Employees in Germany care most about their pension plan because the state pension alone is insufficient. In addition, Germany is facing a serious demographic crisis, which is why the German “pay as you go” pension system needs to be supplemented. Hence the reason why company pension benefits are the most popular supplemental benefit in the country.
When in Germany make sure to order a good Bavarian beer!
According to Profion’s recent employee benefit benchmarking survey, in which Profion analyzed benefit plans in the German IT industry, supplemental benefits continue to be a significant part of reward and remuneration packages. This is especially true in industries where a war is raging to attract talent, such as in the IT industry. In this area, almost 100% of companies offer supplemental benefits to all their employees with unlimited employment.
When asked to rank five common benefits in order of importance, the average German employee will respond with: Retirement, Disability, Death.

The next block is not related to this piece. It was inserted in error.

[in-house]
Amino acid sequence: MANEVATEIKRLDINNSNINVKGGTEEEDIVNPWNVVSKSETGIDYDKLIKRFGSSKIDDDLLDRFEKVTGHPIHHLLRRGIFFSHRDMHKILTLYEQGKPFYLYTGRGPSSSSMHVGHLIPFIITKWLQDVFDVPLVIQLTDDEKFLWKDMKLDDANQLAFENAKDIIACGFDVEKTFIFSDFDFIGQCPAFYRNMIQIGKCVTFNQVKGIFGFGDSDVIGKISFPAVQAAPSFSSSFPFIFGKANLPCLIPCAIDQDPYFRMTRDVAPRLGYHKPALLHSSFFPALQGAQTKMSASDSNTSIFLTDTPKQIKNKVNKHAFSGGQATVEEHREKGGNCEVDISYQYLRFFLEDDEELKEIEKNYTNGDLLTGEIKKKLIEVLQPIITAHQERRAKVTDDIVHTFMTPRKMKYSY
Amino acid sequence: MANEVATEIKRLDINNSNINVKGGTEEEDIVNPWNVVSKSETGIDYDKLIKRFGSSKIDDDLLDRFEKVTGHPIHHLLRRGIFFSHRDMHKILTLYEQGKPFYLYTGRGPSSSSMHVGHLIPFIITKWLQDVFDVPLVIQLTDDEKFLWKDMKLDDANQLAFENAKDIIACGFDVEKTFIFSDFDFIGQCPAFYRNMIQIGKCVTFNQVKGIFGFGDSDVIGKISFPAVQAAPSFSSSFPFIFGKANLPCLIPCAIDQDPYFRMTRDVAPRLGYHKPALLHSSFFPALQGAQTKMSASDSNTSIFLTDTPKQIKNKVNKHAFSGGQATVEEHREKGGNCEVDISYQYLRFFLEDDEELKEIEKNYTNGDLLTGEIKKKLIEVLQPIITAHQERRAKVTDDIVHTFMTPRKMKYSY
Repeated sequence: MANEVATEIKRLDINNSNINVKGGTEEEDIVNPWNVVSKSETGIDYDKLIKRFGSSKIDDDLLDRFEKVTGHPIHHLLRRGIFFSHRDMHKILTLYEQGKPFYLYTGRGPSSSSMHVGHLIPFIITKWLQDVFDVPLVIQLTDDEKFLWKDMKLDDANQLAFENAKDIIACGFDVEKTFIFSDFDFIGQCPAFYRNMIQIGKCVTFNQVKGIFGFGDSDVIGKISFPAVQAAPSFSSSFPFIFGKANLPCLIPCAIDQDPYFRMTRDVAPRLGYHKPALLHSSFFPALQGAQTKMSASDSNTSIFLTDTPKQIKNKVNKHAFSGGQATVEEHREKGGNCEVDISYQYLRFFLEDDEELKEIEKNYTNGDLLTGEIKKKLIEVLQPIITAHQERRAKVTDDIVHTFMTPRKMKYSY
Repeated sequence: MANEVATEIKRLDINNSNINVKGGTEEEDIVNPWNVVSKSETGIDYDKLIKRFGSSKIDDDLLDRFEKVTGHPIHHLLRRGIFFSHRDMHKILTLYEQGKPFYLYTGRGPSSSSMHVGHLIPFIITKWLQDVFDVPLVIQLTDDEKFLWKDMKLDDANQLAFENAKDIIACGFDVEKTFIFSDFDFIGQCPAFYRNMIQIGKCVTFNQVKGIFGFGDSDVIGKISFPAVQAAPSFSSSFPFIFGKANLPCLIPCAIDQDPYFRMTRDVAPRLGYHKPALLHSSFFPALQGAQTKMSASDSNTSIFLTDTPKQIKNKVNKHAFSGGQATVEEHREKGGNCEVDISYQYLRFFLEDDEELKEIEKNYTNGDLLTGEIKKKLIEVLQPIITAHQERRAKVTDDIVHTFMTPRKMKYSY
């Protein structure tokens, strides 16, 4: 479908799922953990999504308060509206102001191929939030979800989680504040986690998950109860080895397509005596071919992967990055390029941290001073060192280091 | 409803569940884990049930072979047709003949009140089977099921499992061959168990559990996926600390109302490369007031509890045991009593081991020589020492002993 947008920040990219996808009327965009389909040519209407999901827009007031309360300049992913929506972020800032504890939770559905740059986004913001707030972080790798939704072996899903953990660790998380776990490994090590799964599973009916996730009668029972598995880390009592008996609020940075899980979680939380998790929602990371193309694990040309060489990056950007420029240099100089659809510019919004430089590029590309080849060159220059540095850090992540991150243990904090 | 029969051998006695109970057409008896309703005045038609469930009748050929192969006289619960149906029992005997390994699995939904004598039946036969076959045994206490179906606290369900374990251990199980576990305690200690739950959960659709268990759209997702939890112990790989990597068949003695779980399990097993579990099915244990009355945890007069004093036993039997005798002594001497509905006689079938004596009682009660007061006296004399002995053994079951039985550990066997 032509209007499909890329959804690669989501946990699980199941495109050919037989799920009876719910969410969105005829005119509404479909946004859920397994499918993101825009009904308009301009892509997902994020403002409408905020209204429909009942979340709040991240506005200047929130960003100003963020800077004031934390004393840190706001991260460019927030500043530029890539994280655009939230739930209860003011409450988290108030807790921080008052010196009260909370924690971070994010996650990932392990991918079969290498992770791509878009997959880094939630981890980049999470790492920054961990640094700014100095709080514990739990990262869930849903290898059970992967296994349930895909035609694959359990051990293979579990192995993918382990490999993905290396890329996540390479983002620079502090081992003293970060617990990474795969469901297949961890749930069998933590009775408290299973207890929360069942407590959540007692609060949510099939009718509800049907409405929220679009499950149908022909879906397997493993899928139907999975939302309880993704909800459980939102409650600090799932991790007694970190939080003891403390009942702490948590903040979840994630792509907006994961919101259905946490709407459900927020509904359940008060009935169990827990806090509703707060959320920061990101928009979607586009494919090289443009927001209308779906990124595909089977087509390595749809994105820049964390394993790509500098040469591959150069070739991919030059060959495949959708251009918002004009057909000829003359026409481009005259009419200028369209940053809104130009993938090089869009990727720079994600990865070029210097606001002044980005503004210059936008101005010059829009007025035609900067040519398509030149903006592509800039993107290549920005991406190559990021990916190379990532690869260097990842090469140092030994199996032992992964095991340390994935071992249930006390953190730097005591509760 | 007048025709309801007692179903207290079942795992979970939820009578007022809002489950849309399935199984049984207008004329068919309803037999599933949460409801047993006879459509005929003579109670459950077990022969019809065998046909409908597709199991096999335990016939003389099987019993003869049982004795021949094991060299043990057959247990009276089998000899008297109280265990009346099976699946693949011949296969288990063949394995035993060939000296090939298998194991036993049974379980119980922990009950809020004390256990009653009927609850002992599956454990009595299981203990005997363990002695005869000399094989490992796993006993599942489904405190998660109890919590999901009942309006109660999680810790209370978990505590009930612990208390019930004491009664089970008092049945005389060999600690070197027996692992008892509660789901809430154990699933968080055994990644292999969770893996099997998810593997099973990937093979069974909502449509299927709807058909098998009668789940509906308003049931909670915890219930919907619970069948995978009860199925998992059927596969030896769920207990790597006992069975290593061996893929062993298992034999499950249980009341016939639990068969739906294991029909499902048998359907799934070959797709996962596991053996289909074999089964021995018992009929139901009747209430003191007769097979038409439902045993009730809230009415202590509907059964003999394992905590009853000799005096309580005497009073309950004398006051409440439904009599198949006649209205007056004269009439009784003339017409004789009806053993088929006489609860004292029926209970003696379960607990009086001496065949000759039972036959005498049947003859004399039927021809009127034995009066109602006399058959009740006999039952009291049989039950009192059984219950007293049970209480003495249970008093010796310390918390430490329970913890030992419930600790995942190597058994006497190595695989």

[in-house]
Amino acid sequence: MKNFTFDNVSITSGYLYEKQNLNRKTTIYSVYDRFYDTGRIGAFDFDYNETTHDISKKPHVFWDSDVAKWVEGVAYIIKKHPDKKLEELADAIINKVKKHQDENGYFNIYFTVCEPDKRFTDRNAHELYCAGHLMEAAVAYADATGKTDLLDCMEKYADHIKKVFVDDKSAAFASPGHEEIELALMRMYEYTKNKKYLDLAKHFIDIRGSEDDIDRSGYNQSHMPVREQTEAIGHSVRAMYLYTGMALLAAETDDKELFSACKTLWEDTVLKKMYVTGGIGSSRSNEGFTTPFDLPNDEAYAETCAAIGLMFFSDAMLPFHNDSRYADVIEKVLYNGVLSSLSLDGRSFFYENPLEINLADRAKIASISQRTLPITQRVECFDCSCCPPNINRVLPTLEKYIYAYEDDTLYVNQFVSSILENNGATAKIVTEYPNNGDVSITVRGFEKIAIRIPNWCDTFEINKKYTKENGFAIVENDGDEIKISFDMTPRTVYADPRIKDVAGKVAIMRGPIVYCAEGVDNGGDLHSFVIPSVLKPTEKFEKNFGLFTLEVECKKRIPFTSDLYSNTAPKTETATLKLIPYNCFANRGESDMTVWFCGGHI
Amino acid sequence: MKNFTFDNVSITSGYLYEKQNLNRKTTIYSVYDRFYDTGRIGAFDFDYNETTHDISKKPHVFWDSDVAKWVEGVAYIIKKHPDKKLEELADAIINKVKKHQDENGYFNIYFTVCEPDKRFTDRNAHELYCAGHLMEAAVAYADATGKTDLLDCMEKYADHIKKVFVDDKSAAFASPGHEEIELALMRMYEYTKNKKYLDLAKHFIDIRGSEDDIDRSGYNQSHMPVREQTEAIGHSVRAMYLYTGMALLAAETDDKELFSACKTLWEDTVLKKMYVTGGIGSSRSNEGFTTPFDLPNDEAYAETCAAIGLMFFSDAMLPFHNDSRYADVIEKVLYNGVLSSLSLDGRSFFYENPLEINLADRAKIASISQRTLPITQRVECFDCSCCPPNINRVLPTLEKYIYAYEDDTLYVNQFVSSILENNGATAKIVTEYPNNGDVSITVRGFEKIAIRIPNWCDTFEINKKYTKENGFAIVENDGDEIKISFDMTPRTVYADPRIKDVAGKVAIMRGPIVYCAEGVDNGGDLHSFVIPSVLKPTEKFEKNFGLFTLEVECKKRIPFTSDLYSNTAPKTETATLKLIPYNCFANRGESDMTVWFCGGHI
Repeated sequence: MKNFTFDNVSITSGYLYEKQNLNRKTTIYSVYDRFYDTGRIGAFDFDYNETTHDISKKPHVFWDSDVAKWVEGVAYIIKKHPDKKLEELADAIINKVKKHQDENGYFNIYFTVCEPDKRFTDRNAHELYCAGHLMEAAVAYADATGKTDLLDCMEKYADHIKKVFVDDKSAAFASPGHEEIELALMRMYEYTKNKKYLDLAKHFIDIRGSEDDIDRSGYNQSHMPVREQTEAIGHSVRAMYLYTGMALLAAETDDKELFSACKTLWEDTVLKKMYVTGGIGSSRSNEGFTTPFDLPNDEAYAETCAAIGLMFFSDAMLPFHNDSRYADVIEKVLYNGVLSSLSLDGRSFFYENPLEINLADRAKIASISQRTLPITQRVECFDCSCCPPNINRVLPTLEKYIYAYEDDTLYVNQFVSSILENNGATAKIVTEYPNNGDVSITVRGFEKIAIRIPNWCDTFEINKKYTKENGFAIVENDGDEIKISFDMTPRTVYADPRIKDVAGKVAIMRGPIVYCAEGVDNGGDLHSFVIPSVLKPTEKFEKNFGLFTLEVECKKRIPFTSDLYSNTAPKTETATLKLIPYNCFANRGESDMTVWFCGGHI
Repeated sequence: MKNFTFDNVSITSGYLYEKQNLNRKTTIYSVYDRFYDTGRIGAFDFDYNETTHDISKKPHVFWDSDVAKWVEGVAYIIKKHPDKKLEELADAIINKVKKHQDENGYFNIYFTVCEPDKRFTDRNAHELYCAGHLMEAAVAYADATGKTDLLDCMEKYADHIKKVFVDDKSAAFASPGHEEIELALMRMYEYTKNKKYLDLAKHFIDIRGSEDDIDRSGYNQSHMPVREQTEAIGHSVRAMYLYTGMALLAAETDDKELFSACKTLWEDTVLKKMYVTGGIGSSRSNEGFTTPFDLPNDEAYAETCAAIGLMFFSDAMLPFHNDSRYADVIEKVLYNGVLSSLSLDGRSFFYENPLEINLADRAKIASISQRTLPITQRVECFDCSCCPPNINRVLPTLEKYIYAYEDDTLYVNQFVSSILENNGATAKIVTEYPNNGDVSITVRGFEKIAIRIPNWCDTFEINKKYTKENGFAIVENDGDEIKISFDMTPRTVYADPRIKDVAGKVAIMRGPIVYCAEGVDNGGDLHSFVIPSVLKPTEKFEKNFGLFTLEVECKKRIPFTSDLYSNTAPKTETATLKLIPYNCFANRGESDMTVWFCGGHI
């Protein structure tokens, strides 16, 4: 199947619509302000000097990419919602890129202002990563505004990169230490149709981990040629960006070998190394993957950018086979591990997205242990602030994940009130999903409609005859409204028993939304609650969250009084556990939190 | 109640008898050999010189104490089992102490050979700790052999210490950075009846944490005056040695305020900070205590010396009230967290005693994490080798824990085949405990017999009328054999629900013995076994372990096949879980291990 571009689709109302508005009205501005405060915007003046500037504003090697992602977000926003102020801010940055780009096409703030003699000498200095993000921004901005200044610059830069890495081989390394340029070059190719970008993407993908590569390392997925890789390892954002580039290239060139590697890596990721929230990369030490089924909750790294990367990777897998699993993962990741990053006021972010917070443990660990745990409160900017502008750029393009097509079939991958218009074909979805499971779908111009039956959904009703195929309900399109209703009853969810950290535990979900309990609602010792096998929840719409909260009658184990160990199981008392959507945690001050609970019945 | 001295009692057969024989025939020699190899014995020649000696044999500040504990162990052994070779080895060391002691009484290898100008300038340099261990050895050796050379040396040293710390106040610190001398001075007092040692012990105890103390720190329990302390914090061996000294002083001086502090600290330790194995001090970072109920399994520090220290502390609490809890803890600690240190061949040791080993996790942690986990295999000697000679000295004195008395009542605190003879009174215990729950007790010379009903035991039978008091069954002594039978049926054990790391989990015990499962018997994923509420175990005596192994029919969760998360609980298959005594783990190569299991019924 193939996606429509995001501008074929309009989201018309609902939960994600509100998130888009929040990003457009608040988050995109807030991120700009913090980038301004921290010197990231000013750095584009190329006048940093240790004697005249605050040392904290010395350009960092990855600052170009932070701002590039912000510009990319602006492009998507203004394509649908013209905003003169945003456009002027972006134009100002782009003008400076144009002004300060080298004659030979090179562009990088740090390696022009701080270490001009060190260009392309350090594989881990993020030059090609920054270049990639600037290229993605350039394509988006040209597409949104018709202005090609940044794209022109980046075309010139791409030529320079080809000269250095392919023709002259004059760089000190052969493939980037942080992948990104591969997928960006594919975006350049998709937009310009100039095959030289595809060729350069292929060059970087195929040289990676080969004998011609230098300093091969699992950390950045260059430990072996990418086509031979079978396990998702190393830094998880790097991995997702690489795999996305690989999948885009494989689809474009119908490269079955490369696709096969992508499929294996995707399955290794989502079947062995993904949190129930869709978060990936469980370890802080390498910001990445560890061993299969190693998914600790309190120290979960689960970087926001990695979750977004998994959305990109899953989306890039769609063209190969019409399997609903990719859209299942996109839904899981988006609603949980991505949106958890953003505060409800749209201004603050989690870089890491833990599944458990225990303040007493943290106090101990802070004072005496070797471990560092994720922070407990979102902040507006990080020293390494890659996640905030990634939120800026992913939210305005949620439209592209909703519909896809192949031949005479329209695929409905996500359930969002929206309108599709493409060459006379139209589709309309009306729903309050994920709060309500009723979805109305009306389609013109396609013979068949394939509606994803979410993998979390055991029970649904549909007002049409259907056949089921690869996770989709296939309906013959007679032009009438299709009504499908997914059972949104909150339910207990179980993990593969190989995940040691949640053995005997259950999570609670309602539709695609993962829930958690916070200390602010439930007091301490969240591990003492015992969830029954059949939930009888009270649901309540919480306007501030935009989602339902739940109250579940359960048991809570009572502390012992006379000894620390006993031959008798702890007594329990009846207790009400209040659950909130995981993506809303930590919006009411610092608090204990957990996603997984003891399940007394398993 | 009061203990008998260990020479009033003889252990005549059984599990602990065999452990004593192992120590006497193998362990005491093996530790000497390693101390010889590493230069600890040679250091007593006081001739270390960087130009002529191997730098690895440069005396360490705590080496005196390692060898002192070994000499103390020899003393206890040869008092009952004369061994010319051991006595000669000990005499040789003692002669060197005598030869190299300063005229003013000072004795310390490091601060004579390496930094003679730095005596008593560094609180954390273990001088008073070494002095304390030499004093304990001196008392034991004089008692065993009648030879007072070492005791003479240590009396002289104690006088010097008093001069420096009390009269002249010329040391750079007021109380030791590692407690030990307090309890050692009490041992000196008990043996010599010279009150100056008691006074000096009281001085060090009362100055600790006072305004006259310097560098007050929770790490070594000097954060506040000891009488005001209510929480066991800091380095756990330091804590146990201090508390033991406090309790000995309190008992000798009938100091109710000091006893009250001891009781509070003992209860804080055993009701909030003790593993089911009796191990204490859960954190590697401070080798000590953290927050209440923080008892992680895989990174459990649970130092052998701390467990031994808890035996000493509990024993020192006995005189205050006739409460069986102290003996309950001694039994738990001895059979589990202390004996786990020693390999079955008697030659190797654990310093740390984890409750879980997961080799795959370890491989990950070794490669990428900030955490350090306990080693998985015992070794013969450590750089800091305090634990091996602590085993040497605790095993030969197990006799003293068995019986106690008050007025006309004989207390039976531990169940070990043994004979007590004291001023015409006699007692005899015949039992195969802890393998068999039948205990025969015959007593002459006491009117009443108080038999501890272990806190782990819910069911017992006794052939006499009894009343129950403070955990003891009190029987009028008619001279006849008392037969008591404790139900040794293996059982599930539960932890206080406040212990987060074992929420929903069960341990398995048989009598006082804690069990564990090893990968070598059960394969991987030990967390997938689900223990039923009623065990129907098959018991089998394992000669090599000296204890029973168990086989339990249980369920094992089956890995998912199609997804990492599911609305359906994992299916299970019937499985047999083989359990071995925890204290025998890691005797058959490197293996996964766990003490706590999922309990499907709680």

Even though company pension plans are already the number one benefit for employees, their significance is increasing even more. New developments include:
- Shortening of the legal vesting limit to 3 years starting January 2018
- From January 2018, the minimum age for starting the vesting of pension rights, may not exceed 21 years
- Government continues to pass legislation encouraging employers and employees to grow private pension plans via salary sacrifice schemes.
These incentives along with the fact that the state pension is expected to continue to decrease benefits and to increase the pension eligible age due to the low worker/pensioner ratio, leads to a very pension-focused benefits market.
Average Cost For Employer Sponsored Benefits
An employee’s supplemental benefit package will cost approximately 4% of salary.
Advice To Employers
Employment law in Germany has far reaching impact. It is important to be aware of this when you start to hire people in Germany.
Secondly, there are differences in the design and prevalence of supplemental benefits based on the region the company settles in and their industry sector. In order to offer a competitive benefit package, it is essential to bear these two variables in mind and take a close look at the relevant benchmarks.
There is no need to implement supplemental company healthcare plans because the mandatory health care system in Germany is excellent. Another surprising fact is that there are long periods of paid sick leave and maternity/parental leave that employers are legally obliged to grant to their employees.